The outlay for a spay or neuter might be spendy at first, especially if your area doesn’t have a low-cost spay/neuter program. However, the benefits of the surgery are many, including a healthier pet and not dealing with behavioral issues. But, a strong reason to spay and neuter is saving lives, not having to wonder how to find homes for litters of puppies and kittens and facing the reality that, if taken to an animal shelter, those animals may not get new homes, but instead, may die.
Please do your part as a responsible pet parent: spay/neuter your companion animal!
People love their pets, but admittedly, they can cost pet parents a lot of money. According to the American Pet Products Association (APPA), people in the United States spent more than $60 billion dollars on their furry friends in 2015, up $2 billion from the previous year. About 80 million households have pets, with dogs making up the majority of furry friends: more than 54 million. The APPA estimates the average American family spends more than $1,600 on a dog’s vet bills and more than $1,100 on kitty health.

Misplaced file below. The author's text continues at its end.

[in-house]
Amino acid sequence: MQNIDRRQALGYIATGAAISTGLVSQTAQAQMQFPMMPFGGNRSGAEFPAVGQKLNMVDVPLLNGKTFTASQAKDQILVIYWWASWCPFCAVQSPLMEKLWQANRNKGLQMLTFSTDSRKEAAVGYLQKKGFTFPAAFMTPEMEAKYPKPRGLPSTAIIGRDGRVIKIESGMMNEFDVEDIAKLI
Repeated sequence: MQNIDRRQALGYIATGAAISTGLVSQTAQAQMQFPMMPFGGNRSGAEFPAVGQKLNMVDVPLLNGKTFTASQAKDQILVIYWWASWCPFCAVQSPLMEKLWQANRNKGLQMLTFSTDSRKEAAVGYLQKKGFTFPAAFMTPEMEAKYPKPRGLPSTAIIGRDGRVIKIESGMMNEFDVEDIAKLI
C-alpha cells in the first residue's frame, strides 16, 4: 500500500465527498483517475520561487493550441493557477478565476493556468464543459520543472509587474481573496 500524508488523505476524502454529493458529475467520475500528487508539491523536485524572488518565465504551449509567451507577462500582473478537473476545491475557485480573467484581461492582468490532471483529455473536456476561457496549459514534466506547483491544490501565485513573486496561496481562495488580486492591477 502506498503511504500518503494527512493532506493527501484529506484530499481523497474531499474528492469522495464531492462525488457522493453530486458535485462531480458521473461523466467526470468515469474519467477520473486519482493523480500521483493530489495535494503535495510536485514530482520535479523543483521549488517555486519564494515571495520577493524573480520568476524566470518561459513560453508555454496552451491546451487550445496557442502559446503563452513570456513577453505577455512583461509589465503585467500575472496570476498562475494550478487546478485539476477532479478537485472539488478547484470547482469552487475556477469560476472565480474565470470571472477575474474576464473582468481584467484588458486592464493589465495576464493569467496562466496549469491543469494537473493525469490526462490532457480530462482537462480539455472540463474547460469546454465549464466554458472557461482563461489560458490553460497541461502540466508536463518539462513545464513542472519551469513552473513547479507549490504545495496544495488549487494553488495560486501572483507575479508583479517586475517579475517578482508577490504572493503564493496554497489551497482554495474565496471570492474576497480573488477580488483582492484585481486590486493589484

According to an article on TheSimpleDollar.com, which references the APPA report, “the costs of veterinary care have risen faster than inflation.” Between medical exams/wellness care, vaccinations, dental procedures, and operations (including spay/neuter), pet health care, like people health care, is a significant expense. Pet insurance may help.
There are several national pet insurance carriers, including the ASPCA (American Society for the Prevention of Cruelty to Animals), Nationwide, Trupanion, PetFirst, HealthyPaws, and PetsBest. Deductibles vary, and some plans reimburse 70 to 90 percent of a veterinary bill. Plan costs vary, depending upon the deductible, coverage, type and age of pet.
But, how does one choose a plan and a company? Luckily for pet parents, some of the research has already been done. Consumer Advocate, for example, ranks companies based on reviews. A person can select their state to see if coverage is available.The Canine Journal has also reviewed and ranked pet insurance companies.
Additionally, The Simple Dollar recently released a guide on pet insurance companies. The author of the report used his own pets as examples in comparing companies and plans.
Another guide to pet health insurance can be found here: